Genetic variants associated with psychotic symptoms across psychiatric disorders

Stefania Boccia, Luigi Janiri, Marco Di Nicola, Marco Calabrò, Stefano Porcelli, Concetta Crisafulli, Diego Albani, Siegfried Kasper, Joseph Zohar, Daniel Souery, Stuart Montgomery, Vilma Mantovani, Julien Mendlewicz, Stefano Bonassi, Eduard Vieta, Alessandra Frustaci, Giuseppe Ducci, Stefano Landi, Antonello Bellomo, Roberto ColomboLaura Mandelli, Chiara Fabbri, Alessandro Serretti

Research output: Contribution to journalArticle

3 Citations (Scopus)

Abstract

Background: Recent evidence suggests that psychiatric symptoms share a common genetic liability across diagnostic categories. The present study investigated the effects of variants within previously identified relevant genes on specific symptom clusters, independently from the diagnosis. Methods: 1550 subjects affected by Schizophrenia (SCZ), Major Depressive Disorder or Bipolar Disorder were included. Symptoms were assessed using the Positive and Negative Syndrome Scale (PANSS) and the Hamilton Depression Rating Scale (HDRS). Principal component analysis and a further clinical refinement were used to define symptom clusters. Clusters scores were tested for association with 46 genetic variants within nine genes previously linked to one or more major psychiatric disorders by large genome wide association studies (ANK3, CACNA1C, CACNB2, FKBP5, FZD3, GRM7, ITIH3, SYNE1, TCF4). Exploratory analyses were performed in each disorder separately to further elucidate the SNPs effects. Results: five PANSS clusters (Negative; Impulsiveness; Cognitive; Psychotic; Depressive) and four HDRS clusters (Core Depressive; Somatic; Psychotic-like; Insomnia) were identified. CACNA1C rs11615998 was associated with HDRS Psychotic cluster in the whole sample. In the SCZ sample, CACNA1C rs11062296 was associated with PANSS Impulsiveness cluster and CACNA1C rs2238062 was associated with PANSS negative cluster. Discussion: CACNA1C rs11615998 was associated with psychotic symptoms (C-allele carriers have decreased psychotic-risk) independently from the diagnosis, in line with the evidence of a cross disorder effect of many risk variants. This gene was previously associated with SCZ and cross-disorder liability to psychiatric disorders. Our findings confirmed that deep phenotyping is pivotal to clarify the role of genetic variants on symptoms patterns.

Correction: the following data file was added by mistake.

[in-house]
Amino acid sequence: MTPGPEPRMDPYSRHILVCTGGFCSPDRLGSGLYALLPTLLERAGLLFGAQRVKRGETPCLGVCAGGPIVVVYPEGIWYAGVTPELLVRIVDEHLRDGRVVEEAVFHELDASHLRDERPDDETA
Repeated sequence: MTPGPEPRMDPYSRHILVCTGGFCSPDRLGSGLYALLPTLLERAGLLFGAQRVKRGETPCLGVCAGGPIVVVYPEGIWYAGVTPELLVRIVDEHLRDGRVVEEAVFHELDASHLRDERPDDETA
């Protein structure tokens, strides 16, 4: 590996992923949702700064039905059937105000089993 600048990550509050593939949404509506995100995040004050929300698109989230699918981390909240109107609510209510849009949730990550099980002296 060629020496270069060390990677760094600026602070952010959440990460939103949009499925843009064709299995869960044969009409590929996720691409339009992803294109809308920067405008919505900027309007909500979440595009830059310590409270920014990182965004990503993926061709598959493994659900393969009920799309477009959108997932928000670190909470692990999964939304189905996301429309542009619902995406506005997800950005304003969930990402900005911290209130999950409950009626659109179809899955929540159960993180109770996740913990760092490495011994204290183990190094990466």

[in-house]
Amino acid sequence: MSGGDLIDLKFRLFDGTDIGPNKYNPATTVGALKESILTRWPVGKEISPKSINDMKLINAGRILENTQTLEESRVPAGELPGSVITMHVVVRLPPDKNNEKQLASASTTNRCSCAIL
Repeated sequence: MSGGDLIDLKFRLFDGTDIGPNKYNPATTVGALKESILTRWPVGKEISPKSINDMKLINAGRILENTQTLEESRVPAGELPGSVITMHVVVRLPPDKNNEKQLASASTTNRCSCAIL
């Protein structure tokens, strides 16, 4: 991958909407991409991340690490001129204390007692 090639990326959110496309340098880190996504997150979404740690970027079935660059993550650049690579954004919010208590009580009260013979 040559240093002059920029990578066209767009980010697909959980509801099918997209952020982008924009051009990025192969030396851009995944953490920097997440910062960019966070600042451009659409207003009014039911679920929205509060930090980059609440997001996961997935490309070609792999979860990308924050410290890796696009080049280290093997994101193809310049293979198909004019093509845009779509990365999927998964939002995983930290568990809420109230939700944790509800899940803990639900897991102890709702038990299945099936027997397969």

Original languageEnglish
Pages (from-to)1-7
Number of pages7
JournalNeuroscience Letters
Volume720
DOIs
Publication statusPublished - 2020

Keywords

  • CACNA1C
  • Cross-disorder risk
  • Depression
  • Genetics
  • Genome-Wide Association Study
  • Polymorphisms SNPs
  • Schizophrenia
  • Symptom clusters

Fingerprint

Dive into the research topics of 'Genetic variants associated with psychotic symptoms across psychiatric disorders'. Together they form a unique fingerprint.

Cite this